Sunday, July 31, 2011

What Fiction Writers Can Teach Us About Songwriting

Hey there 5 followers (and Others)! I hope this post finds you well.

Recently, I came across the audio of science fiction author Cory Doctorow interviewing fellow science fiction author William Gibson.   In fact, you can listen or download the audio from that talk here. At the end of this talk, they open up the floor to questions from the audience. Predictably, someone asks the obligatory "What is your advice for writers that are just starting out?" question. Here's what Gibson says:

Well, I mean, I always go back to this totally annoying advice that Robert A. Heinlein gave, which I still think is the best advice for young writers, and it's that, you know, you have to write, you have to finish what you write, you have to submit what you write for publication. While you're waiting for it to be rejected, you have to write something else. And, you know, rinse, repeat, rinse, repeat. If you don't keep doing that over and over, nothing will happen.

I thought that was brilliant, so I scoured the web looking for the actual rules that Heinlein wrote, and here they are:

Robert A. Heinlein's Rules For Writing:

You Must Write

Yep. I guess there's no way around it. If you want to be a writer of any kind, you have to write. I guess I would say that you can't be merely interested in writing, you have to be DISCIPLINED about it. You have to make distraction-free writing your priority. 
You Must Finish What You Write
It's probably not a song until it's finished. How are you going to play it for anyone unless it is finished? Work on it until it is finished. Again with the discipline.
You Must Refrain From Rewriting, Except To Editorial Order

Obviously, I vehemently disagree with this one. I feel that in songwriting specifically, rewriting is what makes the song HAPPEN. I've read commentaries on this particular rule, and they all agree that, a) Heinlein rewrote all the time, and that, b) he was probably talking about INCESSANT rewriters that rewrote and rewrote, never believing their novel to be good enough. I can understand that. Sometimes I have problems calling something finished when there are still things that bother me about it.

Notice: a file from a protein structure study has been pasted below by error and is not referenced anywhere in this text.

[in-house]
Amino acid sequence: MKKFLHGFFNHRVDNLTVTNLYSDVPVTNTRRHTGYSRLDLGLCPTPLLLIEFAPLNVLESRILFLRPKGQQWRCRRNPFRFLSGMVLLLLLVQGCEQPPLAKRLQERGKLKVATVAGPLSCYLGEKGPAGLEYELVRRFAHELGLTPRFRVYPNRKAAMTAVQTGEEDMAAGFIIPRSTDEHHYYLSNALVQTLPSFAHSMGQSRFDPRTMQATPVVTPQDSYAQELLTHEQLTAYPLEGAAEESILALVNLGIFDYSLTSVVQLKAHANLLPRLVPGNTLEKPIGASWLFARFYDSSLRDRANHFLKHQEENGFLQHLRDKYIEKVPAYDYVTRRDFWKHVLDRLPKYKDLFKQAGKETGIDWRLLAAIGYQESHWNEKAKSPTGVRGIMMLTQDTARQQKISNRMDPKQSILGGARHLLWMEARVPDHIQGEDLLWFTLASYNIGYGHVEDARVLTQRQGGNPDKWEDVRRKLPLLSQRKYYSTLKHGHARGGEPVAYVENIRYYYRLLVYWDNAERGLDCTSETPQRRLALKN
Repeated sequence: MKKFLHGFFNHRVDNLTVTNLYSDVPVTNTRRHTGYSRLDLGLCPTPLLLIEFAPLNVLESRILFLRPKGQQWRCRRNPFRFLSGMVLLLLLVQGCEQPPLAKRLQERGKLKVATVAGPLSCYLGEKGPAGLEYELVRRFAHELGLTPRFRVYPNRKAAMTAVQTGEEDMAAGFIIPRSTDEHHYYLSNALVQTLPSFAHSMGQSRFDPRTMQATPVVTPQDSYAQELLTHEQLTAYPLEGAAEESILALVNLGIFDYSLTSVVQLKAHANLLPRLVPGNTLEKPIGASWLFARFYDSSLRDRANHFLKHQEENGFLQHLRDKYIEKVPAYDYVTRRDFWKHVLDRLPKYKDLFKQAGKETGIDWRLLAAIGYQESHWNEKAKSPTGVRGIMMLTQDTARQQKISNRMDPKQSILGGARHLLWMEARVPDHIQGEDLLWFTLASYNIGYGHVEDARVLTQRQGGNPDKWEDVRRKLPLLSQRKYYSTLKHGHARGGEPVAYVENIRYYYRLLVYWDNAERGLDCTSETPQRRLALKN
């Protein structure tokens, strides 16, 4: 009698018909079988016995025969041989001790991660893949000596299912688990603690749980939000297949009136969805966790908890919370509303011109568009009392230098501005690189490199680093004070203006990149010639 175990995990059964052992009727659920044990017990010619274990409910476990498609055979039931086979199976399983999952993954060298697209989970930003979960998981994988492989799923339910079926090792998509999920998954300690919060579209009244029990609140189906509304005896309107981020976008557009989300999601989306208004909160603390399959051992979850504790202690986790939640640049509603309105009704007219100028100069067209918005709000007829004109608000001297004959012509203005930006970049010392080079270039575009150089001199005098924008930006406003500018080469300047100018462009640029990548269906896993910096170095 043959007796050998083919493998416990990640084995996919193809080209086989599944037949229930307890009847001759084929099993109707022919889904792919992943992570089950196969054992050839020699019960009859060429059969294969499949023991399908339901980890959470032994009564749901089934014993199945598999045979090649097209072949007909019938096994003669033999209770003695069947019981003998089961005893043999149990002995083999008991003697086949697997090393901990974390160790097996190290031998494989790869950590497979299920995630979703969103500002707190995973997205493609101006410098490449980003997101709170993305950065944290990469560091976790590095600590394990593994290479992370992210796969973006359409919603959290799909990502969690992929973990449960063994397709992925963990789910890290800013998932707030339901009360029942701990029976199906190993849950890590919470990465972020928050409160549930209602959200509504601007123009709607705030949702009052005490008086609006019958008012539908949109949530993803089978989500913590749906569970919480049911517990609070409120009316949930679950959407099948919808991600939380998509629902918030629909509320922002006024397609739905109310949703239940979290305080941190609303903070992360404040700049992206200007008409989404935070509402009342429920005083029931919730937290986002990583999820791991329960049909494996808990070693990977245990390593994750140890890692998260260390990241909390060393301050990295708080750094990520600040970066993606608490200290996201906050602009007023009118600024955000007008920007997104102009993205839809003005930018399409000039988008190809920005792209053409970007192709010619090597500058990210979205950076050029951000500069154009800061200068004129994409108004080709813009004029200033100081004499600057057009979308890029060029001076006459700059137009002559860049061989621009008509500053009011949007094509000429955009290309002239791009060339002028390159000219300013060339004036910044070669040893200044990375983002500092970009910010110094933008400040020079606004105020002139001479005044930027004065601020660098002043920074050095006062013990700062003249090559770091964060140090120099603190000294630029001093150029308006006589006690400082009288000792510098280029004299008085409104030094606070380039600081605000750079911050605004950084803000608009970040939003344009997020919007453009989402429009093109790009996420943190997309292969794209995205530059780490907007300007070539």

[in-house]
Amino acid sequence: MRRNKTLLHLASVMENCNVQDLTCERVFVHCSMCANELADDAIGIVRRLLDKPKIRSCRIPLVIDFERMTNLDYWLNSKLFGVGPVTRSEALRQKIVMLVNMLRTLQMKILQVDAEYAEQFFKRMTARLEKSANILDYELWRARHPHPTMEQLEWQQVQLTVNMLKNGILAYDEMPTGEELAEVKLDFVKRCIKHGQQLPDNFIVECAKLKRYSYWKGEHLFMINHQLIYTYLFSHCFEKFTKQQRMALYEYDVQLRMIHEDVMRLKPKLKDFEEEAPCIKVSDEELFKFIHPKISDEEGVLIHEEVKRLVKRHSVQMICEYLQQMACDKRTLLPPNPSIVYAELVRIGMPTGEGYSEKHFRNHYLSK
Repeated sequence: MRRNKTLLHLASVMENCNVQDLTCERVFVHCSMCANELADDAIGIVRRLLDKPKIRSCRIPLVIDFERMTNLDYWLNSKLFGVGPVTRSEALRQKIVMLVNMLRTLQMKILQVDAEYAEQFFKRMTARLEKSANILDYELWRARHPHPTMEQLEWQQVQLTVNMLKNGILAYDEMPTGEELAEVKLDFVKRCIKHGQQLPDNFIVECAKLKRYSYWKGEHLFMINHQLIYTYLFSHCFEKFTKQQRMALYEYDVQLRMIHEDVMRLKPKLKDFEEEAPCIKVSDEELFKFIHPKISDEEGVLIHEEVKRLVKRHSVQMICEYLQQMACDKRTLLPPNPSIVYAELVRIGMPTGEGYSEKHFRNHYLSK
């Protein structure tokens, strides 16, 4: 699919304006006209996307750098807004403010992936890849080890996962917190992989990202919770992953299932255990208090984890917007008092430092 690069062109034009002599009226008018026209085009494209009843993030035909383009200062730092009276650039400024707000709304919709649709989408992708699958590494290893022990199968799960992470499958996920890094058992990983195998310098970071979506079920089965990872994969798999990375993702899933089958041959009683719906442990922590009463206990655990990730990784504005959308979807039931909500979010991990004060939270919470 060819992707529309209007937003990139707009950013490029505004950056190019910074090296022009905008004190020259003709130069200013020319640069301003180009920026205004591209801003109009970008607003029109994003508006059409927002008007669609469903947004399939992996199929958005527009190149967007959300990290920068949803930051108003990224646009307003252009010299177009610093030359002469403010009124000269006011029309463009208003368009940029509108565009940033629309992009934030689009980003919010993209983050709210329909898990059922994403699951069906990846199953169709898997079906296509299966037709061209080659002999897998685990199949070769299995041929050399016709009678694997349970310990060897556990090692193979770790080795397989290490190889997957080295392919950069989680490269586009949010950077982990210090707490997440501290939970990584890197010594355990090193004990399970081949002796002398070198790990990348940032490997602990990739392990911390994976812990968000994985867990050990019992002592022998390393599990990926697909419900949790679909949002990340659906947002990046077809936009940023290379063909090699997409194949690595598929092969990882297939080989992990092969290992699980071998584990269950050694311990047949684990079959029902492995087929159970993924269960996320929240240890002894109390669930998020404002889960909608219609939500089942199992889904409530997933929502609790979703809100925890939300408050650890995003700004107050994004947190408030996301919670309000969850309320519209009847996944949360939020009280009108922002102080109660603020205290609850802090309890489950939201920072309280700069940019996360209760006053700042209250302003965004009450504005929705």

You Must Put The Work On The Market

We can tell from our modern vantage point, that Heinlein is in the realm of "Traditional Publishing" from this statement. He's talking about sending your manuscript off to publishers with the hope of landing a publishing deal. I think this is still a way to go, but it may not be for much longer. The analogue in the songwriting universe, is much the same: land publishing meetings so you can play several songs for them, with the hope of landing one of the 7 types of publishing deals.
 You Must Keep The Work On The Market Until It Is Sold
Then you collect mountains, great large heaps of rejection letters, until someone finally "gets it" or is tired of being annoyed by your manuscripts littering their mailbox, at which point they offer you a publishing deal. In songwriting, I don't think it works so much like this. It's more like this: the publisher, during those meetings, will most likely hear something in what you wrote that they think is close to something they can sell. They will offer you re-write suggestions and send you on your way.  Then it will be up to you: do you rewrite it to please the publisher, or do you shop it unchanged to other publishers? Maybe both...anyway, you keep working until it is sold. 
...and though not in Heinlein's original list of rules, most people, including me,  agree with Robert J. Sawyer's amendment: 

Start Working On Something Else
This one can sometimes feel like juggling, trying to keep as many balls in the air as you can. After you consider your song "done," get on to the next one. Keep up the discipline. Don't give up. Keep moving forward.

This Week: 

Still working on my "positive song." I have the form together, and a couple of scratch verses that I feel require a kind of heavy rewrite in order for the verses to "lock in" to the sentiment of the chorus. I recorded the whole song, but upon extensive listening, I feel the tempo needs to be a little faster...back to the drawing board.

David Wilcox
The Amazing Rhythm Aces
Gary Nicholson
The Bridge
Darrell Scott
Kent Blazy

The Black Company

I Should Be Writing

...I think I'm gonna start a podcast....but who would listen?

See ya next week.

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